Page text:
Ever get one of those days where you feel like your brain isn’t on top of its game?
I do from time to time. And it’s awful.
On one of those days, it’s hard to stay focused on what you’re trying to accomplish. Distractions are impossible to ignore. Your mental powers and your thinking slow down.
The popular name for the condition is brain fog. Though I think brain mud might be more appropriate.
So many people have complained about brain fog that researchers have been investigating how and why it occurs. Here are five common causes, and a few solutions. . .
A University of Rochester study shows that women approaching menopause often suffer brain fog.
The Rochester scientists examined 75 women ages 40 to 60 who were pre-menopausal or just beginning menopause. They gave the women tests that analyzed their learning abilities, their information retention, their ability to stay mentally focused, and how well they put new knowledge to use.
The researchers found that the most frequent memory problems – and complaints from the women – were linked to what is called “working memory.” That’s the ability to process new information and draw a conclusion from it – such as being told what your restaurant bill is and then calculating how much you want to tip your server.
Another example could be getting bumped from one airline flight to another and then figuring out how this mishap affects your schedule in your destination city.
The next most frequently cited brain fog problem was maintaining focus on a mental task that takes hours – such as doing your taxes or finishing a difficult work report.
Causes of Brain Fog
This is not to say brain fog is a problem special to older women. Menopause just happened to be the focus of this one study. Other conditions and situations that can lead to brain fog include:
- Autoimmune diseases: Celiac, an autoimmune reaction to gluten, can cause brain fog. So can conditions like rheumatoid arthritis and multiple sclerosis.1 At least for gluten sensitivity, the answer is obvious. You’d be amazed at how many people have cleared up brain fog by avoiding their “trigger foods.”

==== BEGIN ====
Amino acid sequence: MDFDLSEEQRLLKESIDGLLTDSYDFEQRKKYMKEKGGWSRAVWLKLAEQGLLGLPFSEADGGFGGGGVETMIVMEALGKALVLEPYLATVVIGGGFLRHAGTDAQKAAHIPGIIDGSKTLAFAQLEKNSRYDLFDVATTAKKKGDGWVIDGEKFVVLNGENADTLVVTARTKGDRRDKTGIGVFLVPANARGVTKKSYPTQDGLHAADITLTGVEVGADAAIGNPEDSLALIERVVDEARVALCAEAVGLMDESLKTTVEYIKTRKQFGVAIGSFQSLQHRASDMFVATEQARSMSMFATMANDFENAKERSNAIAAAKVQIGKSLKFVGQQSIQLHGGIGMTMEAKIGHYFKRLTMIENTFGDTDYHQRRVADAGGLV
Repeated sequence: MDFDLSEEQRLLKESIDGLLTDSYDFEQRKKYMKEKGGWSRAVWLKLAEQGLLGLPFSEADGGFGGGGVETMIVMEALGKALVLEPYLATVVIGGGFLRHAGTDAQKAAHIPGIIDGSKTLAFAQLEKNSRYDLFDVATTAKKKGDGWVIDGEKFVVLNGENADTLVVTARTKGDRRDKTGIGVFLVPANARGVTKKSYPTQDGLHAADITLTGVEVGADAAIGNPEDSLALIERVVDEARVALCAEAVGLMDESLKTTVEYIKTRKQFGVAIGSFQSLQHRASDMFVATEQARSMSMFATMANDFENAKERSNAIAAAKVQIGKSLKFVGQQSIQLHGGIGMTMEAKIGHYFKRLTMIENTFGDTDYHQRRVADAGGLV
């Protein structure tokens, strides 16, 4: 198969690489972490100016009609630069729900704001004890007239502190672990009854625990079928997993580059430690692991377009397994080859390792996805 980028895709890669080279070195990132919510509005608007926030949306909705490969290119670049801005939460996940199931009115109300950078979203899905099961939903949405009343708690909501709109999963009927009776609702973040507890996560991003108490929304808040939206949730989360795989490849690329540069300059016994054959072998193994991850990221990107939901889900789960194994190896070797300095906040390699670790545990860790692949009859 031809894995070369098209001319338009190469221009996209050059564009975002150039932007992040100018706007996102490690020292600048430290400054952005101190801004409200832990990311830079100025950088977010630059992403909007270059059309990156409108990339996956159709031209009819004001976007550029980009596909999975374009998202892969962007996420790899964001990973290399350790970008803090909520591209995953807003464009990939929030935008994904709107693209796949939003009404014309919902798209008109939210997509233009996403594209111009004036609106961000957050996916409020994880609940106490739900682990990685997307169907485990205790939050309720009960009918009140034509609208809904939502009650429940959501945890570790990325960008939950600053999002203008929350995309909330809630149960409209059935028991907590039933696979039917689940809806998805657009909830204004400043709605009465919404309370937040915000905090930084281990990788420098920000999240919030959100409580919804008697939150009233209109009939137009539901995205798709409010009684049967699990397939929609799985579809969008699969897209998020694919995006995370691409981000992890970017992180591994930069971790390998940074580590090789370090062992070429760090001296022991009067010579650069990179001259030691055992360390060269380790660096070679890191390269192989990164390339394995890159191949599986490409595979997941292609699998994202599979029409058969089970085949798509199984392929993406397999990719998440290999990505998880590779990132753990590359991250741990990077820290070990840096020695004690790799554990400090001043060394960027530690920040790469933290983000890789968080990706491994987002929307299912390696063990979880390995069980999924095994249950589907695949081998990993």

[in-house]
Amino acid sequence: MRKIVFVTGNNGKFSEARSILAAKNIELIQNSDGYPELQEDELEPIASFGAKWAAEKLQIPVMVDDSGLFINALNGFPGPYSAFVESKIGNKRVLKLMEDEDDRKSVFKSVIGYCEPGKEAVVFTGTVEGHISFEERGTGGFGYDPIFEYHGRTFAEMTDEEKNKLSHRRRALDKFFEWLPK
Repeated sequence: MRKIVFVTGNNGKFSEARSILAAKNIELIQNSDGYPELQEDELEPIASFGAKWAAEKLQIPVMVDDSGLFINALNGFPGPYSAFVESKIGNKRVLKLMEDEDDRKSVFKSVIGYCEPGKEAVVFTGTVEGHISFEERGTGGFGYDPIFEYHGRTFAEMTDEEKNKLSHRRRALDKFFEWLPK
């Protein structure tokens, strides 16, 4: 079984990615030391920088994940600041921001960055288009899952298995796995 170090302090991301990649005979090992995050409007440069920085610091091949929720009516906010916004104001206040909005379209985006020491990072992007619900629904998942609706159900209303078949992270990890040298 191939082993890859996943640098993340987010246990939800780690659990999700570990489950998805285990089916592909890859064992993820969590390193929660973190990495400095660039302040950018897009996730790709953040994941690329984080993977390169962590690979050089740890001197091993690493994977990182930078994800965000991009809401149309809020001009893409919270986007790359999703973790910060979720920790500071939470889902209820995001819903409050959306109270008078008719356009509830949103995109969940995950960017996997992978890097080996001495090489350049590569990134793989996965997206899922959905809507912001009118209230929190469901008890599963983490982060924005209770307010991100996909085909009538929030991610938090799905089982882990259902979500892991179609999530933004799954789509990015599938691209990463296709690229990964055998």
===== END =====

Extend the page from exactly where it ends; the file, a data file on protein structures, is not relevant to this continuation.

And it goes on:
- Chronic Fatigue Syndrome (CFS): A study at Columbia University shows that immune system dysfunction in the central nervous system during CFS is linked to memory problems.2 My problem with brain fog ten or fifteen years ago was linked to CFS – a problem I was able to solve.
- Chemotherapy: Many chemotherapy drugs have been reported to cause memory gaps.3 It’s called “chemo brain.” Cancer is a big subject, but my two cents is that there are lot of effective alternative treatments, and a great many cancer patients could avoid chemo, or manage with much lower doses.
- Anyone who has suffered from allergies or colds can tell you they decimate your mental capacity. Some researchers believe that your immune response during an allergic reaction or a cold may hamper your ability to focus.4 Also be aware that the medications for these conditions are among the worst for your brain.
How to Maintain a Sharper Memory
The advice that experts offer for fighting back against brain fog includes better nutrition and mental strategies to help your memory work better.
The Rochester researchers believe that working harder at retaining new information can help.
“When someone gives you a new piece of information, it might be helpful to repeat it out loud, or for you to say it back to the person to confirm it – it will help you hold onto that information longer,” says researcher Miriam Weber. “Make sure you have established that memory solidly in the brain.”
At the same time, researchers at Ohio State, who have investigated why chemotherapy fogs the brain, say that altering your diet may help you stay sharper.
Their advice: Take in more omega-3 fatty acids, the type of fats contained in fish oil, and cut back on your sugar consumption. Tests have shown that omega-3 oils reduce inflammation in the brain, lower oxidative stress and help neurons stay healthier.5
This is good advice for anyone trying to keep their brain working better. Also avoid processed foods that are filled with refined carbohydrates – these can increase inflammation which, in turn, can fog your mental functions.
Getting more exercise also helps. For me, a brisk daily walk clears my mind. And studies show that aerobic activity helps the brain build new neurons.6